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A Call to Prayer for Ferguson & Our Communities by Mayor Betsy Price

By November 21, 2014July 19th, 2016Prayer, Updates

HOW GRATEFUL we are to live in a city with a heritage of partnership between government and the faith community. For the second time in a matter of weeks our current mayor, Betsy Price, has called for prayer for another city. First, we prayed over Dallas and the Ebola challenge they faced. This week, she asked us to pray over Ferguson and all the other cities under threat caused by strong racial tensions. So, we have gladly complied. Please see Mayor Price’s letter below and then pray with us.

Standing for Our Nation,
Pastor Terri Pearsons


I’m sure you have seen or have been watching the news updates about the pending grand jury decision about whether police officer Darren Wilson will be charged in the fatal shooting of Michael Brown in the St. Louis suburb of Ferguson. I know all of you shared my concerns about the images from Ferguson months ago showing the destructive clashes between demonstrators and police. Even today, it’s clear that a significant tension remains.

Fortunately, we live in Fort Worth, Texas—a city filled with compassion, tolerance and understanding. Sure, we don’t always agree; but we honor the rights of others to have different viewpoints. I’m proud that we can approach disagreement and discord with a mutual respect for one another.

Even still, the events in Ferguson and the following protests and demonstrations in other parts of the country are troubling. We’ve heard the pundits on the 24-hour news cycle. We’ve heard from those on all sides of the issue. A wide divide remains and some continue to fan the flames.

As we wait for a grand jury decision, I wanted to take the time today to reach out to you as faith leaders in Fort Worth. I ask for your prayers for the community of Ferguson. I ask your prayers for all communities across this country, that they would have the strength and courage to face challenges—not with fear, aggression or violence—but with an open ear, compassion and respect. I hope and pray that we have the foresight to see each other as “Americans” above all else while celebrating the diversity that should strengthen—not divide—our cities.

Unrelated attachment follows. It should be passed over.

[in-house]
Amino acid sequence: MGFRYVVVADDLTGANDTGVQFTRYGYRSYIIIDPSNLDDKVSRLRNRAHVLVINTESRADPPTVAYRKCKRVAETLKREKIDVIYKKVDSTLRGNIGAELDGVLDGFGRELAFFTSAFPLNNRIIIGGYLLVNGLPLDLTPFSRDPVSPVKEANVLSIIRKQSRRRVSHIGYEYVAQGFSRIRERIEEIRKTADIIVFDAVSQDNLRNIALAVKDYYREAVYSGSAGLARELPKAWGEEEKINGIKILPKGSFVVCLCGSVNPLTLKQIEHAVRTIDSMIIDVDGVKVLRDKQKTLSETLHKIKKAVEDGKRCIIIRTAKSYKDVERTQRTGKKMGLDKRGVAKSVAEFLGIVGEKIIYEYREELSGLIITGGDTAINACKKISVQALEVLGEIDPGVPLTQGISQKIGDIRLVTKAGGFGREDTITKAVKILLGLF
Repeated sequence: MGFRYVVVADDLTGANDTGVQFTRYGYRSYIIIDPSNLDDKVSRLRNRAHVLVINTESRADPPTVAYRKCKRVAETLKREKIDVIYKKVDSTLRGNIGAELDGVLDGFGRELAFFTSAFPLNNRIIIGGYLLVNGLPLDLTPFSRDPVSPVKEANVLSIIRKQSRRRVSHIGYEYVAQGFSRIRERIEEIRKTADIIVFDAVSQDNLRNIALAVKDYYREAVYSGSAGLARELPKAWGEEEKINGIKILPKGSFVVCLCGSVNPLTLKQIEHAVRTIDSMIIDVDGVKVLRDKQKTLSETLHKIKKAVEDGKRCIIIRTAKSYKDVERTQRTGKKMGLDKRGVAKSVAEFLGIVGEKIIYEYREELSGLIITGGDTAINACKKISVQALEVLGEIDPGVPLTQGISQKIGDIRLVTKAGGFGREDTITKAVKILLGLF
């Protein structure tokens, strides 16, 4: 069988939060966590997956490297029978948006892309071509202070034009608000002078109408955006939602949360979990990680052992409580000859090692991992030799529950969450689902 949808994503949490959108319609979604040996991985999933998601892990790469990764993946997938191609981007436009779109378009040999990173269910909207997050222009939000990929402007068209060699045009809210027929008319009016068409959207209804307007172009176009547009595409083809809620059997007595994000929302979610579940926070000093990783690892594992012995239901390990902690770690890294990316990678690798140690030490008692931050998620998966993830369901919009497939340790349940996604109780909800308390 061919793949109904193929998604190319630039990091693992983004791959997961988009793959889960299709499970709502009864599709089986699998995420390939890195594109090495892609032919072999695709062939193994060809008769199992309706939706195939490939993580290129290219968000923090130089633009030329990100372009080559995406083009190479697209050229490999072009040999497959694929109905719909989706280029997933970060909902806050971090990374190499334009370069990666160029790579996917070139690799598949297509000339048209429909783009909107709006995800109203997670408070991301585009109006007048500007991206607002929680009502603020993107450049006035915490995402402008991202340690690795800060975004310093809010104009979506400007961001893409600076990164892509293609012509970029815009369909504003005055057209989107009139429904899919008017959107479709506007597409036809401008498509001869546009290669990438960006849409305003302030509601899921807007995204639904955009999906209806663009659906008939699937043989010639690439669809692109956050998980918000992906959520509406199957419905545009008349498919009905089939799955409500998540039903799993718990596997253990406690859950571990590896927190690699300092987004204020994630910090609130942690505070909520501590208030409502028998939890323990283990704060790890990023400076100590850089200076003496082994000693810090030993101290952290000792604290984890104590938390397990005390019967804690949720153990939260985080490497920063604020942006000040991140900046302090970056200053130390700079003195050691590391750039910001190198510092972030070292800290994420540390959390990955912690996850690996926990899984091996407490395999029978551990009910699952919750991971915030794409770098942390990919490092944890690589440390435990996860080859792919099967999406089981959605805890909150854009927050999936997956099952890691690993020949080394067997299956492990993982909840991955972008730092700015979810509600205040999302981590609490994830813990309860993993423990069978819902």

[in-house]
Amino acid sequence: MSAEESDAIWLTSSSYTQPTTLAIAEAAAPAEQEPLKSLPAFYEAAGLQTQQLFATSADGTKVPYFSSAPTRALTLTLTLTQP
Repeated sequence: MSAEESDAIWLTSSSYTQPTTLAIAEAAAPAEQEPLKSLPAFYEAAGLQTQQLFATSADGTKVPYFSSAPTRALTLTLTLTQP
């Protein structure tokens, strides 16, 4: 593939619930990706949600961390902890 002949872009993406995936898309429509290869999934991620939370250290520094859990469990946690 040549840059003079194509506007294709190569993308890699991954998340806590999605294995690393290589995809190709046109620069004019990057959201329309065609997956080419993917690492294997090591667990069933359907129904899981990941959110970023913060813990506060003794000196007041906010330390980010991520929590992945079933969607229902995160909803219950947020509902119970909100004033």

I would also ask you to talk to your congregations about the right and the wrong ways to resolve community challenges. The “Golden Rule” should always prevail. And, as you talk with your congregations, please let me know if you hear any questions or concerns about this issue. If there are problems, we want to know about them, face them and solve them.

No matter how the grand jury lands on this issue, I hope we—as Americans—respect the justice system that remains a foundational pillar of our way of life. What’s more, I hope Ferguson and other communities struggling with these challenges can find meaningful ways to come together and find healing through faith, love and compassion.

As our Charter for Compassion states: “The principle of compassion lies at the heart of all religious, ethical and spiritual traditions, calling us always to treat all others as we wish to be treated ourselves. Compassion impels us to work tirelessly to alleviate the suffering of our fellow creatures, to dethrone ourselves from the center of our world and put another there, and to honor the inviolable sanctity of every single human being, treating everybody, without exception, with absolute justice, equity and respect.”

Thank you for what each of you do!

Betsy Price
Mayor of Fort Worth


Join us now by praying with us:

Father, we come, in Jesus’ Name and In faith, believing for Ferguson and all cities under the destructive force of the spirit of division. As the Body of Christ we stand for the love of God to be poured out in a great awakening across this nation. We agree with Jesus’ prayer that the world will know us by our love-a love so strong that it stops storms of strife. Along with thousands of others called by His Name, we have humbled ourselves while seeking His face, and now believe for His mighty hand to heal our land. We praise Him for His faithfulness. We speak peace to the streets of Ferguson and all those like it. And, like Daniel, we expect the mouths of ‘lions’ who stir trouble and strife to be shut so that no one listens. Praise God for America and His move among us! The devil is a liar but Jesus is Lord!

Watch this clip and pray as Pastor Terri calls for an outpouring of the Spirit in Ferguson, in our cities and in our nation: